Tuesday, February 17, 2009

The Gospel Of Mark, Part 2 - Get Yourselves Ready

2 As it is written in Isaiah the prophet, “Behold, I send my messenger before your face,
who will prepare your way, 3 the voice of one crying in the wilderness: ‘Prepare the way of the Lord, make his paths straight,’ ”

4 John appeared, baptizing in the wilderness and proclaiming a baptism of repentance for the forgiveness of sins. 5 And all the country of Judea and all Jerusalem were going out to him and were being baptized by him in the river Jordan, confessing their sins. 6 Now John was clothed with camel’s hair and wore a leather belt around his waist and ate locusts and wild honey. 7 And he preached, saying, “After me comes he who is mightier than I, the strap of whose sandals I am not worthy to stoop down and untie. 8 I have baptized you with water, but he will baptize you with the Holy Spirit.”
Mark 1:2-8

In this passage we are introduced to John the Baptist, the messenger who was sent before Jesus to prepare the way. Here we must ask the question, what was it that John did ,and how did he prepare the way for Jesus to come and begin His ministry?

We are told in verse four that John was baptizing and proclaiming a baptism of repentance for the forgiveness of sins. And in verse five we see that many were going to the Jordan river to be baptized by him and were confessing their sins.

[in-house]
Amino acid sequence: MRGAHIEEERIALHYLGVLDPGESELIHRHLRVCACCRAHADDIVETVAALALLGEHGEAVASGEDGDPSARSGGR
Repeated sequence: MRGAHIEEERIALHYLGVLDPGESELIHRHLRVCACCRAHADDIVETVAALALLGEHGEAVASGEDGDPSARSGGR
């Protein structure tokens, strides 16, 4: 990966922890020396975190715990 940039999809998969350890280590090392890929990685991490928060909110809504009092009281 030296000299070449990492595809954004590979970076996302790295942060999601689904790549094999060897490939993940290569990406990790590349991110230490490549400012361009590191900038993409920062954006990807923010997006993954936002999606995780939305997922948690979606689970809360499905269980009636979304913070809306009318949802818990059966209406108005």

So what we are seeing here is the people of Judea and Jerusalem coming out to John and being baptized by him as an outward public sign that they had repented of their sin and turned their hearts to God. The word Repent here comes from the Greek word metánoia, which literally means to change your mind. What this is telling us is that repentance involves thinking differently about your sin.

Think of it this way, when you repent you no longer view sin as being a minor stumble or as just being a mistake; you actually have a change of mind whereby you now see your sin as God sees your sin. In other words you now see your sin as the hideous, ugly affront to God's holiness and sovereignty that it truly is. You have a change of mind which then manifests itself in a change of direction - you turn your back on your sin, and you walk away from it, but more importantly you don't just walk away from your sin, you walk toward God.

We can see this concept more clearly spelled out in the following verses:
Men, why are you doing these things? We also are men, of like nature with you, and we bring you good news, that you should turn from these vain things to a living God, who made the heaven and the earth and the sea and all that is in them.
Acts 14:15 (Emphasis added)
And I said, ‘Who are you, Lord?’ And the Lord said, ‘I am Jesus whom you are persecuting. 16 But rise and stand upon your feet, for I have appeared to you for this purpose, to appoint you as a servant and witness to the things in which you have seen me and to those in which I will appear to you, 17 delivering you from your people and from the Gentiles — to whom I am sending you 18 to open their eyes, so that they may turn from darkness to light and from the power of Satan to God, that they may receive forgiveness of sins and a place among those who are sanctified by faith in me.’